‘Ye are all physicians of no value.’; ‘Ye are of more value than many sparrows.’; ‘Cæsar is well acquainted with your virtue,And therefore sets this value on your life.’; ‘Before events shall have decided on the value of the measures.’;

Virtuenoun

One of the orders of the celestial hierarchy.

‘Thrones, dominations, princedoms, virtues, powers.’;

Valuenoun

Worth estimated by any standard of purchasing power, especially by the market price, or the amount of money agreed upon as an equivalent to the utility and cost of anything.

‘An article may be possessed of the highest degree of utility, or power to minister to our wants and enjoyments, and may be universally made use of, without possessing exchangeable value.’; ‘Value is the power to command commodities generally.’; ‘Value is the generic term which expresses power in exchange.’; ‘His design was not to pay him the value of his pictures, because they were above any price.’;

Virtuenoun

the quality of doing what is right and avoiding what is wrong

Valuenoun

Precise signification; import; as, the value of a word; the value of a legal instrument

Virtuenoun

any admirable quality or attribute;

‘work of great merit’;

Valuenoun

Esteem; regard.

‘My relation to the person was so near, and my value for him so great’;

Virtuenoun

morality with respect to sexual relations

Valuenoun

The relative length or duration of a tone or note, answering to quantity in prosody; thus, a quarter note [ ] has the value of two eighth notes [ ].

Virtuenoun

a particular moral excellence

Valuenoun

In an artistical composition, the character of any one part in its relation to other parts and to the whole; - often used in the plural; as, the values are well given, or well maintained.

Virtue

Virtue (Latin: virtus) is a moral excellence. A virtue is a trait or quality that is deemed to be morally good and thus is valued as a foundation of principle and good moral being.

Valuenoun

Valor.

Valuenoun

That property of a color by which it is distinguished as bright or dark; luminosity.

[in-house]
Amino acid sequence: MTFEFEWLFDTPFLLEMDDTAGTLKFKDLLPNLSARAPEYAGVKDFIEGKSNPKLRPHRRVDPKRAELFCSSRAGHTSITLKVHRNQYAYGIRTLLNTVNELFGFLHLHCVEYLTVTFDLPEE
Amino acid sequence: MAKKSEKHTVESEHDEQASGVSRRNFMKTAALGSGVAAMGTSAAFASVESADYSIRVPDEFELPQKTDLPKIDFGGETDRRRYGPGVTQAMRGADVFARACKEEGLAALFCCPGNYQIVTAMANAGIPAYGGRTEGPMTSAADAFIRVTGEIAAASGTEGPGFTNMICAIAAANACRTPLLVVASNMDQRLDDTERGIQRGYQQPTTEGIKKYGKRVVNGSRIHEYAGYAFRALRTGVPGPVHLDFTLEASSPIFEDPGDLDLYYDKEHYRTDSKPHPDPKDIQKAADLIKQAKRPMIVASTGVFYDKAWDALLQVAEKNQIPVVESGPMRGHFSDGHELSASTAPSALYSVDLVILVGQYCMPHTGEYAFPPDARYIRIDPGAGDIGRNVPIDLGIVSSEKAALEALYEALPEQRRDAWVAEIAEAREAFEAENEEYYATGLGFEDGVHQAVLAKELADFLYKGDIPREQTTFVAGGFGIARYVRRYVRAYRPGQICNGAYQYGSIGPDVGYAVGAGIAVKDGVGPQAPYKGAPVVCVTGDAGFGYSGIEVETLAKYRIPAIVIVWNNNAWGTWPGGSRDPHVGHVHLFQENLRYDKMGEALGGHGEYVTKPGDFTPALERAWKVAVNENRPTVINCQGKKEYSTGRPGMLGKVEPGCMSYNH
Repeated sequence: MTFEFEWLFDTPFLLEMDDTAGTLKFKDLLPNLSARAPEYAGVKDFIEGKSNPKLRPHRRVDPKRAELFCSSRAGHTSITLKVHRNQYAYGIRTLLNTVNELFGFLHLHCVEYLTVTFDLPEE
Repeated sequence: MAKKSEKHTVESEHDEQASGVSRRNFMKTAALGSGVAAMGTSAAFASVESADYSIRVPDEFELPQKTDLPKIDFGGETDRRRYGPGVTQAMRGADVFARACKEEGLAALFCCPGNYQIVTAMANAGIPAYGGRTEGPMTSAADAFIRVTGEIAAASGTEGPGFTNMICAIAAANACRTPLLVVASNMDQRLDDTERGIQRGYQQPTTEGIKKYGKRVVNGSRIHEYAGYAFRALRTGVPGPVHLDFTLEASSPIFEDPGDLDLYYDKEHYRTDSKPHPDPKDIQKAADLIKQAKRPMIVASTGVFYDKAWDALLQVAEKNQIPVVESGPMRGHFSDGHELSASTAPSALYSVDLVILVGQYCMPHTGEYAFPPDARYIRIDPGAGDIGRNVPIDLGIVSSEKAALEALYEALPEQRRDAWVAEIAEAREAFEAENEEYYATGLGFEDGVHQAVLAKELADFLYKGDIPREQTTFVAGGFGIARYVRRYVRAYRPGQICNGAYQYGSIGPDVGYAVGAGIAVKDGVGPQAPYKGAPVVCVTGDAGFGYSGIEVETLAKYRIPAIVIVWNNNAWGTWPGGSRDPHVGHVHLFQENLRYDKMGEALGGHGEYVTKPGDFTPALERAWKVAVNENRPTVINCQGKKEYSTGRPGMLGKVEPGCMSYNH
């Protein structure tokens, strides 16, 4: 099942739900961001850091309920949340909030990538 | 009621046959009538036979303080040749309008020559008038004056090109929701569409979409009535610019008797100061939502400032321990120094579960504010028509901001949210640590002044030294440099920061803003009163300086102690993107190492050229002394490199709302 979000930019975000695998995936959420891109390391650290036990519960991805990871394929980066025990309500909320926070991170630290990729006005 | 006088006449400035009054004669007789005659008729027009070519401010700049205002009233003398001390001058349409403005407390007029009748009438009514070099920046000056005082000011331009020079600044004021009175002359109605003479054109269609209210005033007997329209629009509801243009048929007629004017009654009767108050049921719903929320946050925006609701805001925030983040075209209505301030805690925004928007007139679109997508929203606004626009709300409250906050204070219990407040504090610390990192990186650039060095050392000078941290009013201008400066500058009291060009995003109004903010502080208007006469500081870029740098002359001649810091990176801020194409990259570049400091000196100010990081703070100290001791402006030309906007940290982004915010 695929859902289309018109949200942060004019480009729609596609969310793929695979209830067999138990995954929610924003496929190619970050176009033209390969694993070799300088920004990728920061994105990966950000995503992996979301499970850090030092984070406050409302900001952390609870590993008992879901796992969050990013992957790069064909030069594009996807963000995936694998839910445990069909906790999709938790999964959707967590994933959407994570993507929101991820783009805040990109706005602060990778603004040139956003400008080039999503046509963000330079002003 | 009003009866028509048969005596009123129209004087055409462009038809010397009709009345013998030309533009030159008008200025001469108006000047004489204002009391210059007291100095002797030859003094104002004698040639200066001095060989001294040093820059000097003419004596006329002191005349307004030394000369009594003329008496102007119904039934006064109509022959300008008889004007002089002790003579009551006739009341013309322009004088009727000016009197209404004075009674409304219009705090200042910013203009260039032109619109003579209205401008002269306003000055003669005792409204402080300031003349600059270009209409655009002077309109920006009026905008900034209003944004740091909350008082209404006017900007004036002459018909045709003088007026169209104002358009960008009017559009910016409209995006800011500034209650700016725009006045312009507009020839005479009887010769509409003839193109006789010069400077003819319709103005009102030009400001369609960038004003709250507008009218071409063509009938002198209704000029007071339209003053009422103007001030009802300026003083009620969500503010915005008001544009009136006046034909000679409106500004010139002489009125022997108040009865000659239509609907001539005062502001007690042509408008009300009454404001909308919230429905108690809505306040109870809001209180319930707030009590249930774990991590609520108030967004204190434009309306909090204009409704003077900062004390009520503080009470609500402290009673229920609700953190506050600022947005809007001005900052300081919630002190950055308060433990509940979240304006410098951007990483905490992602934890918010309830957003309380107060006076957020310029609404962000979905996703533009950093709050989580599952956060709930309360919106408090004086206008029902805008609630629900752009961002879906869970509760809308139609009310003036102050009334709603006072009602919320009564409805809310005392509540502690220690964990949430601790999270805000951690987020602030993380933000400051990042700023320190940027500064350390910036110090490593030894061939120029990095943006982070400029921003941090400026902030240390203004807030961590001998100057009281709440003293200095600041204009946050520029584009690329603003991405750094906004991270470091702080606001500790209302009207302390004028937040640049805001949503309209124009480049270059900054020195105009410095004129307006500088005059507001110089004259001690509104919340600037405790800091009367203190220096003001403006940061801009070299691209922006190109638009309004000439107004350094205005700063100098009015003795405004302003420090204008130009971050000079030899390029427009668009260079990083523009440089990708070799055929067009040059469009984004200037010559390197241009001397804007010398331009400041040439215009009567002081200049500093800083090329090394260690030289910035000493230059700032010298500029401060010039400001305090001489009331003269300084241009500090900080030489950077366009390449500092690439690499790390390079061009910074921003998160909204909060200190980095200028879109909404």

Valuenoun

Any particular quantitative determination; as, a function's value for some special value of its argument.

Valuenoun

The valuable ingredients to be obtained by treatment from any mass or compound; specif., the precious metals contained in rock, gravel, or the like; as, the vein carries good values; the values on the hanging walls.

Valueverb

To estimate the value, or worth, of; to rate at a certain price; to appraise; to reckon with respect to number, power, importance, etc.

‘The mind doth value every moment.’; ‘The queen is valued thirty thousand strong.’; ‘The king must take it ill,That he's so slightly valued in his messenger.’; ‘Neither of them valued their promises according to rules of honor or integrity.’;

Valueverb

To rate highly; to have in high esteem; to hold in respect and estimation; to appreciate; to prize; as, to value one for his works or his virtues.

‘Which of the dukes he values most.’;

Valueverb

To raise to estimation; to cause to have value, either real or apparent; to enhance in value.

‘Some value themselves to their country by jealousies of the crown.’;

Valueverb

To be worth; to be equal to in value.

‘The peace between the French and us not valuesThe cost that did conclude it.’;

Valuenoun

a numerical quantity measured or assigned or computed;

‘the value assigned was 16 milliseconds’;

Valuenoun

the quality (positive or negative) that renders something desirable or valuable;

‘the Shakespearean Shylock is of dubious value in the modern world’;

Valuenoun

the amount (of money or goods or services) that is considered to be a fair equivalent for something else;

‘he tried to estimate the value of the produce at normal prices’;

Valuenoun

relative darkness or lightness of a color;

‘I establish the colors and principal values by organizing the painting into three values--dark, medium...and light’;

Valuenoun

(music) the relative duration of a musical note

Valuenoun

an ideal accepted by some individual or group;

‘he has old-fashioned values’;

Valueverb

fix or determine the value of; assign a value to;

‘value the jewelry and art work in the estate’;

Valueverb

hold dear;

‘I prize these old photographs’;

Valueverb

regard highly; think much of;

‘I respect his judgement’; ‘We prize his creativity’;

Valueverb

place a value on; judge the worth of something;

‘I will have the family jewels appraised by a professional’;

Valueverb

estimate the value of;

‘How would you rate his chances to become President?’; ‘Gold was rated highly among the Romans’;